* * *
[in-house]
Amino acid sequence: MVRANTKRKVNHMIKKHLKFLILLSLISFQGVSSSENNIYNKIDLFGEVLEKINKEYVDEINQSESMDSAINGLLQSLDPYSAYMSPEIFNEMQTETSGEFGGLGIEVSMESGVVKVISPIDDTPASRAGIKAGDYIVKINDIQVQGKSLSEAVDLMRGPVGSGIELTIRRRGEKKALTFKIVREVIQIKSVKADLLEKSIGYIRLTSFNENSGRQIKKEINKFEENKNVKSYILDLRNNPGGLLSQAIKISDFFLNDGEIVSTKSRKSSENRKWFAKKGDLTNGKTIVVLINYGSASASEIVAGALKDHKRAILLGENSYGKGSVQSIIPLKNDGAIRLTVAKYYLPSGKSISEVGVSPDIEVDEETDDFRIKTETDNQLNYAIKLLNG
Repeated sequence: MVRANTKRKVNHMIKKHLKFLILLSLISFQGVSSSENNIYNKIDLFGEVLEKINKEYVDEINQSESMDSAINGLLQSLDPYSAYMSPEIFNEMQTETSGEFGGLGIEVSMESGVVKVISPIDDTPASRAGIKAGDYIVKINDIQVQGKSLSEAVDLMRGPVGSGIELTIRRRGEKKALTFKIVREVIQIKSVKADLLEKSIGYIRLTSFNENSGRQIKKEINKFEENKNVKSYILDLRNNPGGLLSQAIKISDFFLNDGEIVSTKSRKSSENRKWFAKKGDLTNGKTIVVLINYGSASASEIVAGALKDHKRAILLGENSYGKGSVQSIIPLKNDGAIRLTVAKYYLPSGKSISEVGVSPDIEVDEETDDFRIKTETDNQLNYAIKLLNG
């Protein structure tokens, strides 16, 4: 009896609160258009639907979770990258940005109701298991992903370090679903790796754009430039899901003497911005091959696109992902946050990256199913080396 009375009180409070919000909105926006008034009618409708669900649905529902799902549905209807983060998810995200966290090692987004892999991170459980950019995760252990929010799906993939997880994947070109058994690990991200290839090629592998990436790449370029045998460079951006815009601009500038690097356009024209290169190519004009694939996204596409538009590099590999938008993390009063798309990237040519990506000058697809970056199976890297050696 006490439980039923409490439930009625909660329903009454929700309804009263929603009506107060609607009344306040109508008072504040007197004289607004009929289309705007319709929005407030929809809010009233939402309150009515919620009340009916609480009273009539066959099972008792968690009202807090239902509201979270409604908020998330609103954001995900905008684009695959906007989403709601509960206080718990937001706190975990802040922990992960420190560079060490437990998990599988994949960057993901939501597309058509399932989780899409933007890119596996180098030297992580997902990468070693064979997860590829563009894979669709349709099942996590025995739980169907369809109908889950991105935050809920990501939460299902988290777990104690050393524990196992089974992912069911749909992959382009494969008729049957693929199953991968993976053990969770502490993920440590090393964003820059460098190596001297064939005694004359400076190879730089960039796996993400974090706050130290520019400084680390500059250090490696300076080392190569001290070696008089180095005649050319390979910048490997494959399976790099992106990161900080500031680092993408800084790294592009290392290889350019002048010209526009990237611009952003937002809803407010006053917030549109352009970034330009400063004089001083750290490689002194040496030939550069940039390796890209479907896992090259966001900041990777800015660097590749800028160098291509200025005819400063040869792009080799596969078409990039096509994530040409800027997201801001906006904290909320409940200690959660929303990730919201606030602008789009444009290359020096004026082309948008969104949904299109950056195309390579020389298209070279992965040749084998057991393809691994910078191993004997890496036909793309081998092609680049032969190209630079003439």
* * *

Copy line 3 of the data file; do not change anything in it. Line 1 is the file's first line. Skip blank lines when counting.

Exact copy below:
Repeated sequence: MVRANTKRKVNHMIKKHLKFLILLSLISFQGVSSSENNIYNKIDLFGEVLEKINKEYVDEINQSESMDSAINGLLQSLDPYSAYMSPEIFNEMQTETSGEFGGLGIEVSMESGVVKVISPIDDTPASRAGIKAGDYIVKINDIQVQGKSLSEAVDLMRGPVGSGIELTIRRRGEKKALTFKIVREVIQIKSVKADLLEKSIGYIRLTSFNENSGRQIKKEINKFEENKNVKSYILDLRNNPGGLLSQAIKISDFFLNDGEIVSTKSRKSSENRKWFAKKGDLTNGKTIVVLINYGSASASEIVAGALKDHKRAILLGENSYGKGSVQSIIPLKNDGAIRLTVAKYYLPSGKSISEVGVSPDIEVDEETDDFRIKTETDNQLNYAIKLLNG